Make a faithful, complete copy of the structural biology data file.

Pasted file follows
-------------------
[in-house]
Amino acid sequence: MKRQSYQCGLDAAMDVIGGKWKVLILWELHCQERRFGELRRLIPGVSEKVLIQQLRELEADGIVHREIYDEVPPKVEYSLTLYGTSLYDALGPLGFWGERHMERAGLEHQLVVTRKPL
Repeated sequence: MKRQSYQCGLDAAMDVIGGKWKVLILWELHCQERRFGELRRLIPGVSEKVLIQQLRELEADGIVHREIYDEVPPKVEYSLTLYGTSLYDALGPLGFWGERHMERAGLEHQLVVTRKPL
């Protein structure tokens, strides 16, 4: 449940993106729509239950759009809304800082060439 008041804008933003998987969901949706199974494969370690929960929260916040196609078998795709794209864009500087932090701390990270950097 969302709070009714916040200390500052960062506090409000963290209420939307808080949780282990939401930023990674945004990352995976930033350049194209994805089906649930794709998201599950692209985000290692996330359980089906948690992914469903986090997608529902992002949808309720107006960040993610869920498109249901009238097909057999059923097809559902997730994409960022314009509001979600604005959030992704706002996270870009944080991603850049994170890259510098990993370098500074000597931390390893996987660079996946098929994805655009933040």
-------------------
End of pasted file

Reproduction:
[in-house]
Amino acid sequence: MKRQSYQCGLDAAMDVIGGKWKVLILWELHCQERRFGELRRLIPGVSEKVLIQQLRELEADGIVHREIYDEVPPKVEYSLTLYGTSLYDALGPLGFWGERHMERAGLEHQLVVTRKPL
Repeated sequence: MKRQSYQCGLDAAMDVIGGKWKVLILWELHCQERRFGELRRLIPGVSEKVLIQQLRELEADGIVHREIYDEVPPKVEYSLTLYGTSLYDALGPLGFWGERHMERAGLEHQLVVTRKPL
């Protein structure tokens, strides 16, 4: 449940993106729509239950759009809304800082060439 008041804008933003998987969901949706199974494969370690929960929260916040196609078998795709794209864009500087932090701390990270950097 969302709070009714916040200390500052960062506090409000963290209420939307808080949780282990939401930023990674945004990352995976930033350049194209994805089906649930794709998201599950692209985000290692996330359980089906948690992914469903986090997608529902992002949808309720107006960040993610869920498109249901009238097909057999059923097809559902997730994409960022314009509001979600604005959030992704706002996270870009944080991603850049994170890259510098990993370098500074000597931390390893996987660079996946098929994805655009933040």